Roadhouse Laura Monmoth (MC), Chris Norton Walker, Dean Smith, Nicholas Steinberg, Paul Mutagejja, Colin Hayward, Liam Mitchell, Betty Costello-Singleton, Moses Hassan, Natasha Bisby, Rob Jones and Roger Swift

Tonight I was at the Birmingham Roadhouse Comedy​ new act/new material night. Host was Laura Monmoth​.

Laura had a relaxed, conversational and open approach to compering this gig. With only 8 civilians and 11 acts in the room, anything else may have been considered overkill. She was a bit unlucky with the people she chatted to, as none of them gave her much to work with. She did suggest a few ideas to them that were quite creative, so I think she may have been better off ignoring them and exploiting these ideas herself. Laura worked hard and was a good host, but I think that she needs a different room to show her full potential, as she has a lot more in her than was needed tonight.

Opening was Chris Norton Walker, a man of infectious enthusiasm and who can inject atmosphere into a thermos flask. He is also a chap who I generally catch at odd gigs. Tonight he started well, but was partially derailed by an audience reaction to his material. He stayed in control of the room and worked the reaction for comedy, but it did get in the way of him doing new material. He was still a joy to see and as ever, very funny.

Dean Smith was on second. He began well, but lost momentum setting up his microphone. He had that much trouble with the microphone stand that it began to look like part of his act. He had some nice one liners, but a lot of his set was lost due to an indistinct voice and noise coming from the rock night 20′ away. If he projected his voice more, then he would have had a better night.

Nicholas Steinberg was a different act. I’m not sure if he is working on a comedy persona or is a retro comedian. I say this, because if you had given him a frilly shirt, kipper tie and cigar, he could have been on The Comedians, circa 1972. The most modern reference in his set was from the mid 90s (Scousers saying hey, hey, repeatedly, allegedly), but most (Mother in aw jokes) could have been delivered at any point from 1970 onwards. He had enough Tommy Cooper material to head towards being a tribute act. If you are looking at doing a 70’s night, then he will be of interest to you.

Paul Mutagejja closed the first section. He’s an act I’ve seen and enjoyed before. He made a great start, referencing the room, added lots of energy and brightened the place up considerably. He’s got nice material and got a good result from an on the spot pun. He spent a lot of time getting rounds of applause for various people and items. This helped create a good atmosphere, but it may have taken up time that could have been spent on material. However, his material went down well due to him creating a good atmosphere, so this is something that will vary on the night. The end result was a very pleasant feel good set.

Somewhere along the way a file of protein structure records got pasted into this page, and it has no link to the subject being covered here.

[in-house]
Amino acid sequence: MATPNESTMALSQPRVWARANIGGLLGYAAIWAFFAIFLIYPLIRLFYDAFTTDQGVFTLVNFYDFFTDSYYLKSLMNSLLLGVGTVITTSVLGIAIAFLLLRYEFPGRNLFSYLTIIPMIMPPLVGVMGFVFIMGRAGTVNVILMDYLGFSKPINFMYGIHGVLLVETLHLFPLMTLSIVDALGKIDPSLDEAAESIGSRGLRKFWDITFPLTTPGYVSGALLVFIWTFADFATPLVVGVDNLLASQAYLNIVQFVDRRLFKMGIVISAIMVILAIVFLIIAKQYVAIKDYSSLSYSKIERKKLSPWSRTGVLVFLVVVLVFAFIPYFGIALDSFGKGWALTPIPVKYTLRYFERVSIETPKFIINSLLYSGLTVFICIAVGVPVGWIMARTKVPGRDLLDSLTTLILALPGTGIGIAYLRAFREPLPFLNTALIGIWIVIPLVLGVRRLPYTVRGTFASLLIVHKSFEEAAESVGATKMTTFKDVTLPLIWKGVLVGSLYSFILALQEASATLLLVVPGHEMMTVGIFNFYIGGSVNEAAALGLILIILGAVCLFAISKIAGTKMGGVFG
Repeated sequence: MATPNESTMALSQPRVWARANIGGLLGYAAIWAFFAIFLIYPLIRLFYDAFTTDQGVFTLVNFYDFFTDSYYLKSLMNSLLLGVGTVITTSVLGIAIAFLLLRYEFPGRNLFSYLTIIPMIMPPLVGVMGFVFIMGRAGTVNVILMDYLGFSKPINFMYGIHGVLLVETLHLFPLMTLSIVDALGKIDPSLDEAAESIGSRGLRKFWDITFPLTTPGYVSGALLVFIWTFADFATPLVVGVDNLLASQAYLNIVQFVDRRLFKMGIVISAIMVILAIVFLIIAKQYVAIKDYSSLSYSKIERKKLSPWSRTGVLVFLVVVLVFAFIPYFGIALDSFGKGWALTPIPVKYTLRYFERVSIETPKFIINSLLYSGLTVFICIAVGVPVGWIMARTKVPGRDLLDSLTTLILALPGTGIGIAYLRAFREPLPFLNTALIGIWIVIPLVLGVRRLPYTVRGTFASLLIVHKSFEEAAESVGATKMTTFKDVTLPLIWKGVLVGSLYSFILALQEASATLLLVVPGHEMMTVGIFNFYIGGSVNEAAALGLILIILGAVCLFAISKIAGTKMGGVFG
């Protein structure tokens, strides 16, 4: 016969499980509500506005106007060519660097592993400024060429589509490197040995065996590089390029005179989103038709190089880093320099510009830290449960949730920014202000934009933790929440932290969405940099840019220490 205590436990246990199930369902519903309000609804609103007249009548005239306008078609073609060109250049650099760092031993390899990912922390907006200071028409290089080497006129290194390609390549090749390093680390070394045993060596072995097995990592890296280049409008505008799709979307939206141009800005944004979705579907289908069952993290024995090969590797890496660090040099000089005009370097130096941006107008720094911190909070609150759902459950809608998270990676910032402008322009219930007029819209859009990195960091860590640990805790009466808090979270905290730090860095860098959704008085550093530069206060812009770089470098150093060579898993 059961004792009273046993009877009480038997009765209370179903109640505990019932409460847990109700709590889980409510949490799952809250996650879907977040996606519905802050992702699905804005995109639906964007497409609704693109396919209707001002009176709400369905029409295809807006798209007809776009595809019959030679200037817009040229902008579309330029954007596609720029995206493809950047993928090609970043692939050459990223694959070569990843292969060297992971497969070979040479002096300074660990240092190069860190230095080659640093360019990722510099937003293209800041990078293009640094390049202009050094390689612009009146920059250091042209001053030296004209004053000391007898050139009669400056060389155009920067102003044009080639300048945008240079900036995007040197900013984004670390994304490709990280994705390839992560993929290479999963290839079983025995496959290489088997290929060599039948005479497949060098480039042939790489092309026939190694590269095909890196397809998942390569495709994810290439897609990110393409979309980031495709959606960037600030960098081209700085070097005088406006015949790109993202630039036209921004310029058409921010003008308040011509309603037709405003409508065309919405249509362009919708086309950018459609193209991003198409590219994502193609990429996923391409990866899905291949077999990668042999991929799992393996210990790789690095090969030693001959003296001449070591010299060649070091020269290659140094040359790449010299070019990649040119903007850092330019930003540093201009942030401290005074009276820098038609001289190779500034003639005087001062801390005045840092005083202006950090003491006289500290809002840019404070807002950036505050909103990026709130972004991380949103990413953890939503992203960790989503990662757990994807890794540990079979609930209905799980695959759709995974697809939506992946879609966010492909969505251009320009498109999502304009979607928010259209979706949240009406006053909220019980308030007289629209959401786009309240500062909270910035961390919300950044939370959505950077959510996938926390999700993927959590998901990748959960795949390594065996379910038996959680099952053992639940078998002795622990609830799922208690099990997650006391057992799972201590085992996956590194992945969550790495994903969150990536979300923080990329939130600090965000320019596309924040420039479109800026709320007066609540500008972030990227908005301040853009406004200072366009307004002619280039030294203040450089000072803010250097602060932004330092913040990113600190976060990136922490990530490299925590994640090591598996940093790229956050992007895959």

Colin Hayward opened the second session. He’s got a good stage presence and a nice way with banter. Although  he did a short set,it is easy to see that he has potential and is strong working with an audience.

Liam Mitchell had a very good night. He reminds me of Peter Brush in his style. Intelligent material, delivered with nuance and not a knob joke in sight. He has a quiet delivery, but he held this room nicely and his timing was impeccable. I’ve seen him before and this was a lot better than his previous performance. In fairness on that occasion, he was on late, on the hottest night of the year and in a room with no aircon. Tonight he was a stand out act.

Betty Costello-Singleton was on her second gig. She had four nices. Nice material, nice delivery, nice stage presence and is a nice person. The 4th isn’t strictly necessary for comedy, but is still very pleasant. Her set stood up well and it wasn’t obvious that she was a relative newcomer. From what I saw tonight, she has a future in comedy.

Moses Hassan (Nassah) was on his 3rd gig. He specialises in dark material, some of which is quite clever and very funny. As with most people who go dark he split the room a bit, but he never relied on dark just to get a reaction, it was always as part of a wider joke. His set was enjoyable and I’m looking forwards to seeing how he develops. I would suggest he hold the microphone in the future, as he did sometimes move a bit away from it.

Natasha Bisby opened the 3rd session and might have been doing new material. Her delivery was confident, but the material was as strong as the delivery She touched on minions, online dating and onesies. Online dating has been done to death, the other two are less well travelled topics, but her material will need a bit of work to match up to her delivery.

Rob Jones made a sweeping start before embarking on a low energy subdued set. However, although this doesn’t sound like an immediate winner, he did have a good night, despite acts outnumbering civilians 3 to 1 by now. His tutorial on ties got strong laughs, but the real joy was in the various one liners and throw away comments, these were all very funny.

Closing was Roger Swift who was work shopping his Edinburgh introduction. This was ludicrously and gloriously silly and provided fantastic fun.

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